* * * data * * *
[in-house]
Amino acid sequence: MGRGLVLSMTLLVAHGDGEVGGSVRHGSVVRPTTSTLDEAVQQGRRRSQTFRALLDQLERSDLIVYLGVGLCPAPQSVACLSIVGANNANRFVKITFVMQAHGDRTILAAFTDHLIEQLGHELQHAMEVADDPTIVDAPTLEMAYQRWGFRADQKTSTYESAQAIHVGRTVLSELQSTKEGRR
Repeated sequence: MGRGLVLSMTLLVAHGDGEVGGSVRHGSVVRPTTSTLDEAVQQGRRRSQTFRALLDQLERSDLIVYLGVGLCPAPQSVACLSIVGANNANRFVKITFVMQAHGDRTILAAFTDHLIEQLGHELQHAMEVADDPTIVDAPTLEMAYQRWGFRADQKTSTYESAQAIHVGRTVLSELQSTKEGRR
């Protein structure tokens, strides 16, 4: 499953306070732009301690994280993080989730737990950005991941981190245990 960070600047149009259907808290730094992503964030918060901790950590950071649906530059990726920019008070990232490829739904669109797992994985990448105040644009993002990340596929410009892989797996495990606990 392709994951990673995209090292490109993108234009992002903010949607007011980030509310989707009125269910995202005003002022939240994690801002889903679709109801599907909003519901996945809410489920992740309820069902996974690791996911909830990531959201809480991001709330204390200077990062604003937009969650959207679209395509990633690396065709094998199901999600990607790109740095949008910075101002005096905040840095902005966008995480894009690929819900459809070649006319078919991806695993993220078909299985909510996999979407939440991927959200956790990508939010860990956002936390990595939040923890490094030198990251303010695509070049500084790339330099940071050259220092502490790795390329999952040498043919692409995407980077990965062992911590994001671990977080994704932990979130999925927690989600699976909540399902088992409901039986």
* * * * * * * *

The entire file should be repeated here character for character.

[in-house]
Amino acid sequence: MGRGLVLSMTLLVAHGDGEVGGSVRHGSVVRPTTSTLDEAVQQGRRRSQTFRALLDQLERSDLIVYLGVGLCPAPQSVACLSIVGANNANRFVKITFVMQAHGDRTILAAFTDHLIEQLGHELQHAMEVADDPTIVDAPTLEMAYQRWGFRADQKTSTYESAQAIHVGRTVLSELQSTKEGRR
Repeated sequence: MGRGLVLSMTLLVAHGDGEVGGSVRHGSVVRPTTSTLDEAVQQGRRRSQTFRALLDQLERSDLIVYLGVGLCPAPQSVACLSIVGANNANRFVKITFVMQAHGDRTILAAFTDHLIEQLGHELQHAMEVADDPTIVDAPTLEMAYQRWGFRADQKTSTYESAQAIHVGRTVLSELQSTKEGRR
């Protein structure tokens, strides 16, 4: 499953306070732009301690994280993080989730737990950005991941981190245990 960070600047149009259907808290730094992503964030918060901790950590950071649906530059990726920019008070990232490829739904669109797992994985990448105040644009993002990340596929410009892989797996495990606990 392709994951990673995209090292490109993108234009992002903010949607007011980030509310989707009125269910995202005003002022939240994690801002889903679709109801599907909003519901996945809410489920992740309820069902996974690791996911909830990531959201809480991001709330204390200077990062604003937009969650959207679209395509990633690396065709094998199901999600990607790109740095949008910075101002005096905040840095902005966008995480894009690929819900459809070649006319078919991806695993993220078909299985909510996999979407939440991927959200956790990508939010860990956002936390990595939040923890490094030198990251303010695509070049500084790339330099940071050259220092502490790795390329999952040498043919692409995407980077990965062992911590994001671990977080994704932990979130999925927690989600699976909540399902088992409901039986």